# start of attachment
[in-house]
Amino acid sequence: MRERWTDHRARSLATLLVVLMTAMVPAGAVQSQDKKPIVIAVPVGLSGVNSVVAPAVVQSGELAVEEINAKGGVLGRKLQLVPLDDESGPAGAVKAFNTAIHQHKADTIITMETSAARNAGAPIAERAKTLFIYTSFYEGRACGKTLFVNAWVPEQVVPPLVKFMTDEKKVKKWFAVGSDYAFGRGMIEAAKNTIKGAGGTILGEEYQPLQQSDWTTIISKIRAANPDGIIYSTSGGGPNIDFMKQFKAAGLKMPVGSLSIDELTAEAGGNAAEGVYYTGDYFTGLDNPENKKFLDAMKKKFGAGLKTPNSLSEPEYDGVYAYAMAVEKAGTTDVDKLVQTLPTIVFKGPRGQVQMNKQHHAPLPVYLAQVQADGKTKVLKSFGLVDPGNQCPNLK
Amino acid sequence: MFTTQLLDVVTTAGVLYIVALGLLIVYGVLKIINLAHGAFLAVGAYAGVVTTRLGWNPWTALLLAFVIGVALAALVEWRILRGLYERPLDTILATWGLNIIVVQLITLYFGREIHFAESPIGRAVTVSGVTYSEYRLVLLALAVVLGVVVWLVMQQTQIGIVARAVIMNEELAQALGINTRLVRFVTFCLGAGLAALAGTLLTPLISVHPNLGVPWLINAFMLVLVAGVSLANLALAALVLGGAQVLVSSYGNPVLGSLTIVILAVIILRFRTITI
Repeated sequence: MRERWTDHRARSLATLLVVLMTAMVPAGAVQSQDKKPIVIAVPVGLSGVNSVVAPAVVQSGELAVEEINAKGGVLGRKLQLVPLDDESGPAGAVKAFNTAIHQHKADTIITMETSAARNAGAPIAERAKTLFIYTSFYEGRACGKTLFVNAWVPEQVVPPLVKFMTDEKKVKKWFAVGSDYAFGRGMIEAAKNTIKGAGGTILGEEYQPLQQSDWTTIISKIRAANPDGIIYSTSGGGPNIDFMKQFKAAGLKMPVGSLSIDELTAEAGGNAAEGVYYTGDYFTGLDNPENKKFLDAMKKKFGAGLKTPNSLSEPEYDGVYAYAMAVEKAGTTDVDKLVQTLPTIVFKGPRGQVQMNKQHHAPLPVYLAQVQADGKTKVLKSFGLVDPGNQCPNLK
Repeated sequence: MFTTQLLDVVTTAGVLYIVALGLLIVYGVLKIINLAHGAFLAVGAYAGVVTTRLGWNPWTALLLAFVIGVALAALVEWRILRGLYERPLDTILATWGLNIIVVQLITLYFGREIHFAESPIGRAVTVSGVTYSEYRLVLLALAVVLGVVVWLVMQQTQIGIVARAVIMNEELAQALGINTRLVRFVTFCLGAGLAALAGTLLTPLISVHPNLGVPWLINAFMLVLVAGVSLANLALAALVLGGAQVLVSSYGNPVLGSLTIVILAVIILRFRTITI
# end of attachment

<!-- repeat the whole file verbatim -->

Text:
[in-house]
Amino acid sequence: MRERWTDHRARSLATLLVVLMTAMVPAGAVQSQDKKPIVIAVPVGLSGVNSVVAPAVVQSGELAVEEINAKGGVLGRKLQLVPLDDESGPAGAVKAFNTAIHQHKADTIITMETSAARNAGAPIAERAKTLFIYTSFYEGRACGKTLFVNAWVPEQVVPPLVKFMTDEKKVKKWFAVGSDYAFGRGMIEAAKNTIKGAGGTILGEEYQPLQQSDWTTIISKIRAANPDGIIYSTSGGGPNIDFMKQFKAAGLKMPVGSLSIDELTAEAGGNAAEGVYYTGDYFTGLDNPENKKFLDAMKKKFGAGLKTPNSLSEPEYDGVYAYAMAVEKAGTTDVDKLVQTLPTIVFKGPRGQVQMNKQHHAPLPVYLAQVQADGKTKVLKSFGLVDPGNQCPNLK
Amino acid sequence: MFTTQLLDVVTTAGVLYIVALGLLIVYGVLKIINLAHGAFLAVGAYAGVVTTRLGWNPWTALLLAFVIGVALAALVEWRILRGLYERPLDTILATWGLNIIVVQLITLYFGREIHFAESPIGRAVTVSGVTYSEYRLVLLALAVVLGVVVWLVMQQTQIGIVARAVIMNEELAQALGINTRLVRFVTFCLGAGLAALAGTLLTPLISVHPNLGVPWLINAFMLVLVAGVSLANLALAALVLGGAQVLVSSYGNPVLGSLTIVILAVIILRFRTITI
Repeated sequence: MRERWTDHRARSLATLLVVLMTAMVPAGAVQSQDKKPIVIAVPVGLSGVNSVVAPAVVQSGELAVEEINAKGGVLGRKLQLVPLDDESGPAGAVKAFNTAIHQHKADTIITMETSAARNAGAPIAERAKTLFIYTSFYEGRACGKTLFVNAWVPEQVVPPLVKFMTDEKKVKKWFAVGSDYAFGRGMIEAAKNTIKGAGGTILGEEYQPLQQSDWTTIISKIRAANPDGIIYSTSGGGPNIDFMKQFKAAGLKMPVGSLSIDELTAEAGGNAAEGVYYTGDYFTGLDNPENKKFLDAMKKKFGAGLKTPNSLSEPEYDGVYAYAMAVEKAGTTDVDKLVQTLPTIVFKGPRGQVQMNKQHHAPLPVYLAQVQADGKTKVLKSFGLVDPGNQCPNLK
Repeated sequence: MFTTQLLDVVTTAGVLYIVALGLLIVYGVLKIINLAHGAFLAVGAYAGVVTTRLGWNPWTALLLAFVIGVALAALVEWRILRGLYERPLDTILATWGLNIIVVQLITLYFGREIHFAESPIGRAVTVSGVTYSEYRLVLLALAVVLGVVVWLVMQQTQIGIVARAVIMNEELAQALGINTRLVRFVTFCLGAGLAALAGTLLTPLISVHPNLGVPWLINAFMLVLVAGVSLANLALAALVLGGAQVLVSSYGNPVLGSLTIVILAVIILRFRTITI